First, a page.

9 Ways to Reuse Your Old Routers

Do you get excited hearing about the newest technological device coming out? Of course, you do! But when that new device is a replacement for your old one, you are faced with the age-old question, “What should I do with the old one?” If your latest device is a new router, here are some quick ideas to get you thinking about how you can reuse the old one.

1. Wireless Repeater

If your Wi-Fi network doesn’t reach into every part of your home, you can use the old router as a wireless repeater. A repeater is a device that creates an access point that bounces a wireless signal to your new network router. When you set one up at the edge of your router’s range, a repeater extends the range of the signal so that the signal can reach every area of your home. You can even use it to extend the range outside. Because of the transfer of data between two points, setting up a wireless repeater can have some noticeable latency issues.

2. Guest WiFi


Not all routers have a secure guest mode built into them. If you want your guests to have access to the Internet when they are at your house, but you don’t want them to have access to the devices on that network, you can put your old router to use as a guest Wi-Fi. You can set it up so that they don’t even need a password if you’d like.

3. Internet Radio Streamer

Some old routers can be configured to play internet radio. To turn your router into one, you need OpenWrt or DD-WRT custom router firmware and a USB sound card, or you can build the speaker into the router. To make it you need an 8-bit microcontroller, a tuner, and volume knob.

4. Network Switch


With the increase in devices that need an Ethernet connection, you can run into trouble because most routers have six or fewer Ethernet ports. Instead of buying a new network switch to increase the number of Ethernet ports, just connect your old router to the new one and use the ports it provides. Your old router must be DD-WRT compatible to do this, and the only extra item you need is an Ethernet cable.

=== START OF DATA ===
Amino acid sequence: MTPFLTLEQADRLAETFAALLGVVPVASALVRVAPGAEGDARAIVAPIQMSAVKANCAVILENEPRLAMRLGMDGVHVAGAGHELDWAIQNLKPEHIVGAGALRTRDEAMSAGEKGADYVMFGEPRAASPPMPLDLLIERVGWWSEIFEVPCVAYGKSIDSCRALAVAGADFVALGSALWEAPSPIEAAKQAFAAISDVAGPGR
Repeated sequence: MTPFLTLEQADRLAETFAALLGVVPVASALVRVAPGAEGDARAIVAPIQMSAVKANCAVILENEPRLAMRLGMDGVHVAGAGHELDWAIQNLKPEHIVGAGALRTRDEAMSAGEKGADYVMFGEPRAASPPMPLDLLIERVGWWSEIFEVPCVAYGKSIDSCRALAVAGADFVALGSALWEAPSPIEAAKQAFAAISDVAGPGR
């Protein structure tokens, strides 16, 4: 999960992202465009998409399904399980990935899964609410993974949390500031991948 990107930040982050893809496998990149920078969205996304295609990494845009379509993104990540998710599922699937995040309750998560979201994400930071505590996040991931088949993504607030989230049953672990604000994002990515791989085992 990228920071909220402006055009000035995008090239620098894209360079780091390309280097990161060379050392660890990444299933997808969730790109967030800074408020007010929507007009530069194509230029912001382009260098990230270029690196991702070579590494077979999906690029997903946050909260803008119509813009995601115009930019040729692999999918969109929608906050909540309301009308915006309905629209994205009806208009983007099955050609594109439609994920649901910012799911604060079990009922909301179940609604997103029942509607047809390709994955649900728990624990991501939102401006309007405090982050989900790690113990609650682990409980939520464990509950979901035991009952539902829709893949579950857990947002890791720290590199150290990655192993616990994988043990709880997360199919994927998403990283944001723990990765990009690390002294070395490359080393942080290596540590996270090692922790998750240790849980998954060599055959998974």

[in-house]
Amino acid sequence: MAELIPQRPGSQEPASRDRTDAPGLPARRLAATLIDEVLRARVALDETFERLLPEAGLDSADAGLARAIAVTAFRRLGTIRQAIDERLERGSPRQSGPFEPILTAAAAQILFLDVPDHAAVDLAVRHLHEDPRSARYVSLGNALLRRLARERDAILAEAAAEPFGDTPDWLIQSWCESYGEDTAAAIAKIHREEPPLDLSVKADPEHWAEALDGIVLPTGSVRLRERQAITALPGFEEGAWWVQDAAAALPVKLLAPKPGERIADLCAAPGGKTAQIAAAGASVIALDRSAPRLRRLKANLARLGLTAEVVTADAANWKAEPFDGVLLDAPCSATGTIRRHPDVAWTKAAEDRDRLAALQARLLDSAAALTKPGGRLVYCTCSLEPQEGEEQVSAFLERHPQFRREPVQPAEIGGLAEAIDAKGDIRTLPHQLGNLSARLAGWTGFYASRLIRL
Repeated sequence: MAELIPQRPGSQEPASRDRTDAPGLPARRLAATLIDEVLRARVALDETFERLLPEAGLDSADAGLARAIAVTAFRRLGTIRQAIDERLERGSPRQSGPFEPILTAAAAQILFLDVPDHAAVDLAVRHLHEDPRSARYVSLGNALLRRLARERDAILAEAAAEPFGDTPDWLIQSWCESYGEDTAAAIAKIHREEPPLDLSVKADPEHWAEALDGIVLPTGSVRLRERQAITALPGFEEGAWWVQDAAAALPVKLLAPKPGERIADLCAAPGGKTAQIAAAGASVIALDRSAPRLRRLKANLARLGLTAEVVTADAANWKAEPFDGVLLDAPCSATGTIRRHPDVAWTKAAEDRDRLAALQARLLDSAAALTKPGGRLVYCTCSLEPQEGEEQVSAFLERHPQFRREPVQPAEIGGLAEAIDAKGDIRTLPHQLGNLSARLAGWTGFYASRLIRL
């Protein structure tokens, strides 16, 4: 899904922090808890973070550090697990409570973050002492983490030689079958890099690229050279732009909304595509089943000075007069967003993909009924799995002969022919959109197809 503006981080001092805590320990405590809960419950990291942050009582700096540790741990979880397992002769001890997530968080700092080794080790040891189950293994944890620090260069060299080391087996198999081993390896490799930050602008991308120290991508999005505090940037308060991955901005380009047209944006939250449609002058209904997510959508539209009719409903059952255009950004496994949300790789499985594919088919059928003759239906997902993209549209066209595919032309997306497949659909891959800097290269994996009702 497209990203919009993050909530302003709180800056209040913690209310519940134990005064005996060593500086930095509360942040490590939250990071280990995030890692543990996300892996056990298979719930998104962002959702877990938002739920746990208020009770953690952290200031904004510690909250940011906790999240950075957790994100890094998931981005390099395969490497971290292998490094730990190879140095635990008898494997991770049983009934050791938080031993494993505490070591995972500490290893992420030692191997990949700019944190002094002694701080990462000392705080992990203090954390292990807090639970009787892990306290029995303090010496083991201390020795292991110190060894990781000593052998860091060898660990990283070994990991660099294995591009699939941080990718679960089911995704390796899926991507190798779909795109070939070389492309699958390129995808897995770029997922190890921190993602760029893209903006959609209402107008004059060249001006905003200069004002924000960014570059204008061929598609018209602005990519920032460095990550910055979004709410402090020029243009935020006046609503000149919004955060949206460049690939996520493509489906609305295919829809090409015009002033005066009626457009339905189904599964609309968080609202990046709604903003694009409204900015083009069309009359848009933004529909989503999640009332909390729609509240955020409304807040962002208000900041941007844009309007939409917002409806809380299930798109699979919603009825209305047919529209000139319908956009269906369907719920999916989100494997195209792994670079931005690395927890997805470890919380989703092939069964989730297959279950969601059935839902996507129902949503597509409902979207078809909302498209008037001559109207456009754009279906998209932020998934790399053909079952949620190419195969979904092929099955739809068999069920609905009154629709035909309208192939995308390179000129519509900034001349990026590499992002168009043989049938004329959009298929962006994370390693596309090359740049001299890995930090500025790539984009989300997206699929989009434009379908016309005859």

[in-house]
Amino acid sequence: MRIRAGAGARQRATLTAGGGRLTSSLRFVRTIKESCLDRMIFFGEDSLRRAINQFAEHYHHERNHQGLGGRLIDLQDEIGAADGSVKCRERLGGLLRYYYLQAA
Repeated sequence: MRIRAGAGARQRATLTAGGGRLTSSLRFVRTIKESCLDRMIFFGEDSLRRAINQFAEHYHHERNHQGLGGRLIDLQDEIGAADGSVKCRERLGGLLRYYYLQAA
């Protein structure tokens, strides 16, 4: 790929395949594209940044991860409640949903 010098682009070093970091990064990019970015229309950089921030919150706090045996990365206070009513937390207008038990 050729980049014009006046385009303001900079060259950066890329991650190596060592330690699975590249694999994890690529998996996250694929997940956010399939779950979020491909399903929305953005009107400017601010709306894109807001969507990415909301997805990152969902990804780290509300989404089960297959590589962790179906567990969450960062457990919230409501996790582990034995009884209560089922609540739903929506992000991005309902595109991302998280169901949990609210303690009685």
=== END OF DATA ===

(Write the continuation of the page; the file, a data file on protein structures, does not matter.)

5. Wireless Bridge

A wireless bridge is different from a wireless extender because it connects more than one network of signals. These networks are usually physically separated, like in various offices of the same company. It allows them to work as separate connections, so the traffic doesn’t overwhelm a single network. Your old router could allow you to create different networks in your home or small business.

6. Smart Home Hub


If your old router has a serial port, you can repurpose it as a home automation server. When you do this, your router runs a web server that you access with your browser. This project is not an easy thing to do, but if you like a hands-on approach to technology, this project will give you a better understanding of home automation.

7. NAS Drive

Want to store data on a single storage device and access it from anywhere in your home? You can use a NAS (network attached storage) device connected to your old router. You need a router that can run custom firmware and has a spare USB port. The router also must allow you to browse the contents of the device. With this set up on your network, you can use any device to access the files on the NAS.

8. VPN Connection

Many older routers will not have the ability to create a VPN, but if yours isn’t that old, it is a possibility.

9. Hotspot


If you have a business or other location where you want to allow guest access, you can turn the old router into a hotspot. You can configure the hotspot with a captive portal that makes the users agree to your terms, see ads, or make payments before continuing.

If you enjoy tinkering around with technology and hate to see a good piece of equipment headed for the recycling bin, you may enjoy trying some of these projects to make your home or business network work harder for you.

Tracey Rosenberger Tracey Rosenberger

Tracey Rosenberger spent 26 years teaching elementary students, using technology to enhance learning. Now she's excited to share helpful technology with teachers and everyone else who sees tech as intimidating.


Comments are closed.